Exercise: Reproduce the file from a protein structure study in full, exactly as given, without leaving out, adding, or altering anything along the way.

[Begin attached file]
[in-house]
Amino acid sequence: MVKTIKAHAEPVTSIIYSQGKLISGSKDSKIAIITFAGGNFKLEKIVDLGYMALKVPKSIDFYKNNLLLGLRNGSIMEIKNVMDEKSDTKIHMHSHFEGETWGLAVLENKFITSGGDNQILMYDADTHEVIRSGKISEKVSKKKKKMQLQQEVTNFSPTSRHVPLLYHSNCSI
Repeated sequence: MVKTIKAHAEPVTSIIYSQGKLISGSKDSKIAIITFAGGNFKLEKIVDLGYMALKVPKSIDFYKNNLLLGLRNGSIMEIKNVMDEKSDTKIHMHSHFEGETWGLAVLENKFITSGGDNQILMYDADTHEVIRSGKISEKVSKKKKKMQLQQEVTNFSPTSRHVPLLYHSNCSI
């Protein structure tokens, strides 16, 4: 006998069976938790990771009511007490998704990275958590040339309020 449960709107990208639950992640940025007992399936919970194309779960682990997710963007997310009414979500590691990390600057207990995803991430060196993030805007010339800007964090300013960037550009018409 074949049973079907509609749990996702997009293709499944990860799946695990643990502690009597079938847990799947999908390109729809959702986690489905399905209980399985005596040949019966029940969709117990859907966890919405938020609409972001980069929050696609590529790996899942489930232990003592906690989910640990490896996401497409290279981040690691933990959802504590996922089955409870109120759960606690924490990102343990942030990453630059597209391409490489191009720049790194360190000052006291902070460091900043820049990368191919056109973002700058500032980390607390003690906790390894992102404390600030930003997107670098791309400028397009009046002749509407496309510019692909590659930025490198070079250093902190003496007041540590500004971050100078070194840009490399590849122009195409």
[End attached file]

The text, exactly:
[in-house]
Amino acid sequence: MVKTIKAHAEPVTSIIYSQGKLISGSKDSKIAIITFAGGNFKLEKIVDLGYMALKVPKSIDFYKNNLLLGLRNGSIMEIKNVMDEKSDTKIHMHSHFEGETWGLAVLENKFITSGGDNQILMYDADTHEVIRSGKISEKVSKKKKKMQLQQEVTNFSPTSRHVPLLYHSNCSI
Repeated sequence: MVKTIKAHAEPVTSIIYSQGKLISGSKDSKIAIITFAGGNFKLEKIVDLGYMALKVPKSIDFYKNNLLLGLRNGSIMEIKNVMDEKSDTKIHMHSHFEGETWGLAVLENKFITSGGDNQILMYDADTHEVIRSGKISEKVSKKKKKMQLQQEVTNFSPTSRHVPLLYHSNCSI
């Protein structure tokens, strides 16, 4: 006998069976938790990771009511007490998704990275958590040339309020 449960709107990208639950992640940025007992399936919970194309779960682990997710963007997310009414979500590691990390600057207990995803991430060196993030805007010339800007964090300013960037550009018409 074949049973079907509609749990996702997009293709499944990860799946695990643990502690009597079938847990799947999908390109729809959702986690489905399905209980399985005596040949019966029940969709117990859907966890919405938020609409972001980069929050696609590529790996899942489930232990003592906690989910640990490896996401497409290279981040690691933990959802504590996922089955409870109120759960606690924490990102343990942030990453630059597209391409490489191009720049790194360190000052006291902070460091900043820049990368191919056109973002700058500032980390607390003690906790390894992102404390600030930003997107670098791309400028397009009046002749509407496309510019692909590659930025490198070079250093902190003496007041540590500004971050100078070194840009490399590849122009195409």